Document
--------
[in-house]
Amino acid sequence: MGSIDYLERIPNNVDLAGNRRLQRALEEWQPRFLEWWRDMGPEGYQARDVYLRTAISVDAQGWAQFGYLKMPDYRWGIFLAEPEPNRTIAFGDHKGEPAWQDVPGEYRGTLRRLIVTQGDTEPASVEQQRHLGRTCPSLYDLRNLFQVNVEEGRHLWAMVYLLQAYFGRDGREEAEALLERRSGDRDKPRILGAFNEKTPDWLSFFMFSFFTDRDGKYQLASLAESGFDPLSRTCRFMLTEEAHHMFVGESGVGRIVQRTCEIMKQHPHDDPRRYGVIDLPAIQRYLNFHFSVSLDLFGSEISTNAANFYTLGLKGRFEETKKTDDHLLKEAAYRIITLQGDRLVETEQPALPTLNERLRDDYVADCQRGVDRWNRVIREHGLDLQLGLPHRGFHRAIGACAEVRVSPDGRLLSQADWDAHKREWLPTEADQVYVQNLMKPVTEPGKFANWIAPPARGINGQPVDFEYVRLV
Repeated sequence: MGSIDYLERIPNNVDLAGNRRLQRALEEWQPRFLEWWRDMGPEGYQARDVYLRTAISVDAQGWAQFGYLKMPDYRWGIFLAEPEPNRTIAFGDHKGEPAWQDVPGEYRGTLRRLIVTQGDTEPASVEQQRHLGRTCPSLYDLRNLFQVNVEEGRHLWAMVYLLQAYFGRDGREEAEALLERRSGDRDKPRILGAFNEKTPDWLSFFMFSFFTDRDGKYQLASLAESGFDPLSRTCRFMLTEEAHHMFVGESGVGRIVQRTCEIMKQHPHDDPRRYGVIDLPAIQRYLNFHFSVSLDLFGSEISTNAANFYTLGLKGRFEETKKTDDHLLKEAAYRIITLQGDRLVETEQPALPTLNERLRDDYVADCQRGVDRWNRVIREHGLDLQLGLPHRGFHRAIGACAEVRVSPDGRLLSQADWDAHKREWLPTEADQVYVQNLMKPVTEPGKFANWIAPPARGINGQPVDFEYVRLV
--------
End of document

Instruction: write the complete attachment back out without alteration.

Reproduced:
[in-house]
Amino acid sequence: MGSIDYLERIPNNVDLAGNRRLQRALEEWQPRFLEWWRDMGPEGYQARDVYLRTAISVDAQGWAQFGYLKMPDYRWGIFLAEPEPNRTIAFGDHKGEPAWQDVPGEYRGTLRRLIVTQGDTEPASVEQQRHLGRTCPSLYDLRNLFQVNVEEGRHLWAMVYLLQAYFGRDGREEAEALLERRSGDRDKPRILGAFNEKTPDWLSFFMFSFFTDRDGKYQLASLAESGFDPLSRTCRFMLTEEAHHMFVGESGVGRIVQRTCEIMKQHPHDDPRRYGVIDLPAIQRYLNFHFSVSLDLFGSEISTNAANFYTLGLKGRFEETKKTDDHLLKEAAYRIITLQGDRLVETEQPALPTLNERLRDDYVADCQRGVDRWNRVIREHGLDLQLGLPHRGFHRAIGACAEVRVSPDGRLLSQADWDAHKREWLPTEADQVYVQNLMKPVTEPGKFANWIAPPARGINGQPVDFEYVRLV
Repeated sequence: MGSIDYLERIPNNVDLAGNRRLQRALEEWQPRFLEWWRDMGPEGYQARDVYLRTAISVDAQGWAQFGYLKMPDYRWGIFLAEPEPNRTIAFGDHKGEPAWQDVPGEYRGTLRRLIVTQGDTEPASVEQQRHLGRTCPSLYDLRNLFQVNVEEGRHLWAMVYLLQAYFGRDGREEAEALLERRSGDRDKPRILGAFNEKTPDWLSFFMFSFFTDRDGKYQLASLAESGFDPLSRTCRFMLTEEAHHMFVGESGVGRIVQRTCEIMKQHPHDDPRRYGVIDLPAIQRYLNFHFSVSLDLFGSEISTNAANFYTLGLKGRFEETKKTDDHLLKEAAYRIITLQGDRLVETEQPALPTLNERLRDDYVADCQRGVDRWNRVIREHGLDLQLGLPHRGFHRAIGACAEVRVSPDGRLLSQADWDAHKREWLPTEADQVYVQNLMKPVTEPGKFANWIAPPARGINGQPVDFEYVRLV